On Apr. 07, 2022, UK High Court found apixaban compound patent and therefore its SPC, invalid under lack of plausibility.
The patent-in-issue was EP 1,427,415 assigned to BMS which is expiring on Sep. 17, 2022. Corresponding SPC (SPC/GB11/042) would expire on May 19, 2026. The claims of the patent relate to a compound called apixaban, sold by BMS under the name ELIQUIS and which is a factor Xa inhibitor used for thromboembolic disorders. Claimants, Sandoz and Teva admitted infringement but sought revocation of the patent under lack of plausibility.
Court said that lack of plausibility is not itself a ground of revocation, but arises under article 56 (inventive step) and article 83 (sufficiency) of the EPC. Court then addressed number of cases relating to the legal principles applicable in relation to plausibility such as T 939/92; Warner-Lambert v Generics (2018, UKSC 56); Fibrogen v Akebia (2021, EWCA Civ 1279); T 0016/18 (Sumitomo). Out of these case laws, UK court emphasized on ‘Warner-Lambert v Generics’ decision of UK Supreme Court. Court said that the underlying point is that the disclosure in the patent must demonstrate in the light of the common general knowledge at the priority date that the claimed therapeutic effect is plausible. Court further spelled out the general guidance:
1. a product is efficacious for the treatment of a given condition must be plausible.
2. it is not made plausible by a bare assertion to that effect, and the disclosure of a mere possibility that it will work is no better than a bare assertion.
3. the claimed therapeutic effect may well be rendered plausible by a specification showing that something was worth trying for a reason, ie not just because there was an abstract possibility that it would work but because reasonable scientific grounds were disclosed for expecting that it might well work. The disclosure of those grounds marks the difference between a speculation and a contribution to the art.
4. although the disclosure need not definitively prove the assertion that the product works for the designated purpose, there must be something that would cause the skilled person to think that there was a reasonable prospect that the assertion would prove to be true.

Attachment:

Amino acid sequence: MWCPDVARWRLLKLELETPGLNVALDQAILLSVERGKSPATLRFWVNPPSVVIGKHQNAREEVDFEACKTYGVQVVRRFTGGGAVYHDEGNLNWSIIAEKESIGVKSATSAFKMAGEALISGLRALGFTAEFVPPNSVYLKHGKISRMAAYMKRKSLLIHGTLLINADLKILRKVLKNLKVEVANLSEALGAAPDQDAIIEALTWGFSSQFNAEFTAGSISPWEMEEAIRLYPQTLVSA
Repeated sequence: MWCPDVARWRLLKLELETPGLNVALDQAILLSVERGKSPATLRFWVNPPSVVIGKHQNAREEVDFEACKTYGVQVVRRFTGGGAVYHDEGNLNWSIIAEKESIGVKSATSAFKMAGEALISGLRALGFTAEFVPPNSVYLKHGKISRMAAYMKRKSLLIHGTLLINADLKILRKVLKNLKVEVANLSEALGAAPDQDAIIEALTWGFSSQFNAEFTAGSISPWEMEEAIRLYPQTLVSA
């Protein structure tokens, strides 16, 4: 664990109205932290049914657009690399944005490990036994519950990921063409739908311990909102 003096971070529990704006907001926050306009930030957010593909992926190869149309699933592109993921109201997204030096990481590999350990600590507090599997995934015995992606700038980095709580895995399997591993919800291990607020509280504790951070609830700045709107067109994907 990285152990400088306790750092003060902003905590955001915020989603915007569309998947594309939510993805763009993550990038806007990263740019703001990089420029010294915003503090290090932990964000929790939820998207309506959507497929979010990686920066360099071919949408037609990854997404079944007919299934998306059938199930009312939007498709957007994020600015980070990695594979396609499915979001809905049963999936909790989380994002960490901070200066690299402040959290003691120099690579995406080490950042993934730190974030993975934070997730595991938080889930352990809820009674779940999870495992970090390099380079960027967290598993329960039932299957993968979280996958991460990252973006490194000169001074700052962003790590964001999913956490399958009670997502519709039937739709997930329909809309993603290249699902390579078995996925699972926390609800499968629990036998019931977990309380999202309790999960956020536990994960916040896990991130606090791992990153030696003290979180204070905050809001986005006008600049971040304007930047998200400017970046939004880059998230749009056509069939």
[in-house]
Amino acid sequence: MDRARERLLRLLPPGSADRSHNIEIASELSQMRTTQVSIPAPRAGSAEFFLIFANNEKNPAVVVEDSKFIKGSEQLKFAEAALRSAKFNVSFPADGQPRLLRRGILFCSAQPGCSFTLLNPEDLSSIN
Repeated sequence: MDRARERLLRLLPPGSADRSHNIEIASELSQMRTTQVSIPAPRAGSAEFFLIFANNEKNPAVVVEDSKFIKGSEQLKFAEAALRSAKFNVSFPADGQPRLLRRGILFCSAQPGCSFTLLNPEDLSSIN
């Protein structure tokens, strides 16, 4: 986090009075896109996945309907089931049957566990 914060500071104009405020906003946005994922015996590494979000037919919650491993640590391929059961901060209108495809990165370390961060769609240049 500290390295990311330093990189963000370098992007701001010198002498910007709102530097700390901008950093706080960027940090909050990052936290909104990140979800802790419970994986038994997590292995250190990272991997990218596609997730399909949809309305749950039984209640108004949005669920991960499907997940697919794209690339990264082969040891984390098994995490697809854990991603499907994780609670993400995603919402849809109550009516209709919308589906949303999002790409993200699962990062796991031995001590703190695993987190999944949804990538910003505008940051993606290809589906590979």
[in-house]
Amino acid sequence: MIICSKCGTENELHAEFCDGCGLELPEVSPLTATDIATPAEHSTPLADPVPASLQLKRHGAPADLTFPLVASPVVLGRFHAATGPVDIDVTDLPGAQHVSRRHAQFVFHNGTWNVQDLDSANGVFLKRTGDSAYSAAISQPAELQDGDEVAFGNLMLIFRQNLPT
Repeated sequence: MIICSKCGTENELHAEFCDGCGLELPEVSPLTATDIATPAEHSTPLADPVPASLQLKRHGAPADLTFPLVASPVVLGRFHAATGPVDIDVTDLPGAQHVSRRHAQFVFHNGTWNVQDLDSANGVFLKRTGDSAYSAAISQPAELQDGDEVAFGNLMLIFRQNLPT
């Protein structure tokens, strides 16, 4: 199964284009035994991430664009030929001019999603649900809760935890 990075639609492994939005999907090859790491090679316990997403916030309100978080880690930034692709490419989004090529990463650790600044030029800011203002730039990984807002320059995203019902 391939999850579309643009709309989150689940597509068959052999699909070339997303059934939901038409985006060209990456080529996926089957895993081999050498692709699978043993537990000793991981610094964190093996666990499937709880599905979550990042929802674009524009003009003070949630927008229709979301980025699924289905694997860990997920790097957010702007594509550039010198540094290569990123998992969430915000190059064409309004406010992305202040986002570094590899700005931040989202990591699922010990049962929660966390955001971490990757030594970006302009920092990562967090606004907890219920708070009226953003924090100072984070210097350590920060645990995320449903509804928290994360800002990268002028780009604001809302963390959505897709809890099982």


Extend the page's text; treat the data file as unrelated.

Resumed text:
5. a direct effect on a metabolic mechanism specifically involved in the disease, this mechanism being either known from the prior art or demonstrated in the patent “per se.”
6. the effect on the disease process need not necessarily be demonstrated by experimental data. It can be demonstrated by a prior reasoning.
Court in its analysis said that the plausibility should be assessed from WO 2003/026652, the application for the patent, to avoid any issue of added matter. Court after going through the relevant portions from WO’652 said that the only statement of work actually done is that “a number of compounds” were tested and had a Ki of 10 µM or less. (See below, Page 170).
Court said that the statements about lower Ki for preferred/more preferred/still more preferred compounds are aspirational targets only. There is no indication in this text itself of which or how many compounds were tested or with what specific result, and there is no reference to apixaban.
Court evaluated plausibility into 2 steps: Plausibility of factor Xa binding and Plausibility of therapy. BMS argued that only first point is sufficient and `652 makes it plausible that apixaban is an effective factor Xa inhibitor. Claimants disputed and argued that even if the specification of `652 made it plausible that apixaban had been tested and found to have a Ki of the order of 10 µM, that was inadequate for therapeutic use. Court agreed with claimants and said that BMS seeks to read far too much into the above sentence of page 170. There is no way from this sentence alone to draw any sort of inference about any individual compound, be it apixaban or any other. There is simply no information, and given Counsel for BMS’s acceptance that some compounds might also have failed, there is no way for the reader to know of any particular compound whether it was good or bad. Court thus finally concluded that the `652 application does not make it plausible that apixaban would have factor Xa binding of the level of 10 µM as referred to on page 170, or any useful degree of binding. With respect to second point, (plausibility of therapy) court said that even if `652 had made it plausible that apixaban had the degree of binding indicated on page 170 (10 µM), it would not make it plausible that it would be useful in therapy, because nanomolar potencies were needed for that.
Court thus concluded that EP 1,427,415 B1 is invalid by reason of lack of plausibility. Because the patent is invalid, so is SPC/GB11/042.